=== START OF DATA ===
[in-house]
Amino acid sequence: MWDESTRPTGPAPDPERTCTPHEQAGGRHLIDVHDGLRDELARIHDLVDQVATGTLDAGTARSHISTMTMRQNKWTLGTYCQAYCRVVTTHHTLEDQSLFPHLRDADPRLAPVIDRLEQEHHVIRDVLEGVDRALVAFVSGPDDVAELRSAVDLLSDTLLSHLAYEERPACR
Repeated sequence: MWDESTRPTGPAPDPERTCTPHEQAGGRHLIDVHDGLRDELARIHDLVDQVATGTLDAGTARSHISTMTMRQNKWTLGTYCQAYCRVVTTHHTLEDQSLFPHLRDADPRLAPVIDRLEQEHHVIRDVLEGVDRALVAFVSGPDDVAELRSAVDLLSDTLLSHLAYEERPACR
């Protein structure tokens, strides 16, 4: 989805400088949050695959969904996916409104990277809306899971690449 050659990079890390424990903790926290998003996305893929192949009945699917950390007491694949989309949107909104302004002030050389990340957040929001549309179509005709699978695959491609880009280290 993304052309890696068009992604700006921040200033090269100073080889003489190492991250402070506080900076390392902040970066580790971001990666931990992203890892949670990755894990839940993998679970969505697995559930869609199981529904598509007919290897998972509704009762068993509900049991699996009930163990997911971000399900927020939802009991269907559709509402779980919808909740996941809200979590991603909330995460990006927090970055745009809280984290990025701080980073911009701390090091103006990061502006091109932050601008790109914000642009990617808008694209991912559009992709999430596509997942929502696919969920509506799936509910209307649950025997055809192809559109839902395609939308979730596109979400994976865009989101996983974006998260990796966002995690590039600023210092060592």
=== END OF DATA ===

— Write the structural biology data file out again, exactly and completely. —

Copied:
[in-house]
Amino acid sequence: MWDESTRPTGPAPDPERTCTPHEQAGGRHLIDVHDGLRDELARIHDLVDQVATGTLDAGTARSHISTMTMRQNKWTLGTYCQAYCRVVTTHHTLEDQSLFPHLRDADPRLAPVIDRLEQEHHVIRDVLEGVDRALVAFVSGPDDVAELRSAVDLLSDTLLSHLAYEERPACR
Repeated sequence: MWDESTRPTGPAPDPERTCTPHEQAGGRHLIDVHDGLRDELARIHDLVDQVATGTLDAGTARSHISTMTMRQNKWTLGTYCQAYCRVVTTHHTLEDQSLFPHLRDADPRLAPVIDRLEQEHHVIRDVLEGVDRALVAFVSGPDDVAELRSAVDLLSDTLLSHLAYEERPACR
């Protein structure tokens, strides 16, 4: 989805400088949050695959969904996916409104990277809306899971690449 050659990079890390424990903790926290998003996305893929192949009945699917950390007491694949989309949107909104302004002030050389990340957040929001549309179509005709699978695959491609880009280290 993304052309890696068009992604700006921040200033090269100073080889003489190492991250402070506080900076390392902040970066580790971001990666931990992203890892949670990755894990839940993998679970969505697995559930869609199981529904598509007919290897998972509704009762068993509900049991699996009930163990997911971000399900927020939802009991269907559709509402779980919808909740996941809200979590991603909330995460990006927090970055745009809280984290990025701080980073911009701390090091103006990061502006091109932050601008790109914000642009990617808008694209991912559009992709999430596509997942929502696919969920509506799936509910209307649950025997055809192809559109839902395609939308979730596109979400994976865009989101996983974006998260990796966002995690590039600023210092060592």